EMS TRAINING, PARAMEDIC CERTIFICATION, EMT CERTIFICATION, EMR/MFR CERTIFICATION
- Choosing a Career in EMS
- Career Opportunities in the EMS Field
- What Does Training Involve?
- Class Schedule
- BLS – Heart Saver CPR & First Aid
- BLS Instructor Program
- First Aid Instructor Programs
- Geriatric Emergency Medical Services (GEMS)
- I/C Refresher Program
- Neo-Natal Advanced Life Support (NALS)
- PALS-Pediatric Life Support
- SCT Refresher
- Basic EMT
- Medical First Responder
- Continuing Education Series
Personal Qualities of an EMT
If you think EMS is a good career choice for you, here are a few more questions to ask ourself:
- Are you a good communicator?
- Are you a good problem-solver?
- Do you like versatility?
- Are you a self-starter?
- Do you tend to be a leader?
- Do you perform well without Continual direction?
Choosing a Career in EMS
A career as an EMT can be very rewarding. EMTs often provide care to people in their greatest time of need.
Course work to become an EMT can be completed at a college or through a training institute such as the one provided at Tri-Hospital EMS. Many people who are not ready for a five day a week college schedule find that taking courses through a training institute allows greater schedule flexibility.
There are two different style of classes. Our Traditional Fall EMT course is two nights per week with an occasional Saturday. We are now offering a daytime class as well to cater to individuals that would like an accelerated path to obtaining their EMT license. If you would like more information on available class schedules please contact us.
Some colleges are now allowing students the opportunity to apply their training and experience towards a degree by allotting a set number of credits based on your history. The number of credits allotted and to what degrees you may apply them are based on the policies of the college you attend.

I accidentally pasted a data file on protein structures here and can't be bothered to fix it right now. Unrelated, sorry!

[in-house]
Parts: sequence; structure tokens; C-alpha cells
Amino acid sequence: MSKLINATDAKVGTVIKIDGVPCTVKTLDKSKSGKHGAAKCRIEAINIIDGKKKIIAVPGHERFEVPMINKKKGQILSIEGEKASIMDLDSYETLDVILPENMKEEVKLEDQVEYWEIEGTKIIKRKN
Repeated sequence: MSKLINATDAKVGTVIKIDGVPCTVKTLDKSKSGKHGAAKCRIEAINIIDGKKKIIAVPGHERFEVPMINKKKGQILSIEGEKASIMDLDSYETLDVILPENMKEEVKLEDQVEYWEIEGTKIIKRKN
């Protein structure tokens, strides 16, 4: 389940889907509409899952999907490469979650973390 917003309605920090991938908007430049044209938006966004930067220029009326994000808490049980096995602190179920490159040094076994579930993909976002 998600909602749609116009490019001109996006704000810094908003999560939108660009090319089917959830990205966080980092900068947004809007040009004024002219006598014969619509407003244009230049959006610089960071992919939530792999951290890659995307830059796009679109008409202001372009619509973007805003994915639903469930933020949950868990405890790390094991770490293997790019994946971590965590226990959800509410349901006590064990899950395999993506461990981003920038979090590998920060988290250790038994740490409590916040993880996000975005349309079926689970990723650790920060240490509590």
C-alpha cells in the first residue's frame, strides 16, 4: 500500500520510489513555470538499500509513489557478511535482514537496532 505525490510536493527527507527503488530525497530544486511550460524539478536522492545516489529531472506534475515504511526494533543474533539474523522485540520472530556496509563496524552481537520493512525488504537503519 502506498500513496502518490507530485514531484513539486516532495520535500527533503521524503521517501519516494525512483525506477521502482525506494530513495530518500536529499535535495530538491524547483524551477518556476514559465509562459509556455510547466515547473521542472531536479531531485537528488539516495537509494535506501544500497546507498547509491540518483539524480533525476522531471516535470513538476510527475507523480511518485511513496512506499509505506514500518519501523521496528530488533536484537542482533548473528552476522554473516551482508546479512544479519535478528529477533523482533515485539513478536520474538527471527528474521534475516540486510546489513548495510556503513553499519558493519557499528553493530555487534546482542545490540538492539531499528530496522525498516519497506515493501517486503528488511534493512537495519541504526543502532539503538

Career Opportunities in the EMS Field
People who work as volunteers on their local Fire Departments may also hold a Medical First Responder License.
Basic EMTs, the second level in the EMS System, can work on an ambulance, in a hospital or physician’s office.
Paramedics, the highest level of Pre-Hospital care in the EMS system, has many opportunities to work in different locations.
What does EMT or EMS Training Involve?
Depending on the level of licensure you wish to hold, the training will vary.
Medical First Responder
A MFR will incur approximately 100 hours of classroom and practical time. Courses are typically one or two days a week and require a test with the National Registry to complete their licensure requirements. Students will learn such skills as bandaging, airway management, spinal immobilization, and use of the AED or Automated External Defibrillator.
A Basic EMT, which is the minimum level needed to work on an ambulance, requires approximately 240 hours of classroom and practical time. Students will also need to complete clinicals in a hospital and on an ambulance. The minimum number of clinical hours required is 40. Students who take the Basic EMT program will learn airway management, spinal immobilization, and limited advanced airway skills.
A Paramedic, which is the highest level of prehospital care, requires approximately 1175 hours of classroom and practical time. Students will also need to complete clinicals in a Emergency Room, in the Operating room, and on an ambulance. The minimum number of clinical hours required is 562. Students who take the Paramedic program will learn airway management, spinal immobilization, and advanced life saving skills.
Continuing Education Classes
Various dates and locations are scheduled throughout the year. Please call 810-985-9876 for more information.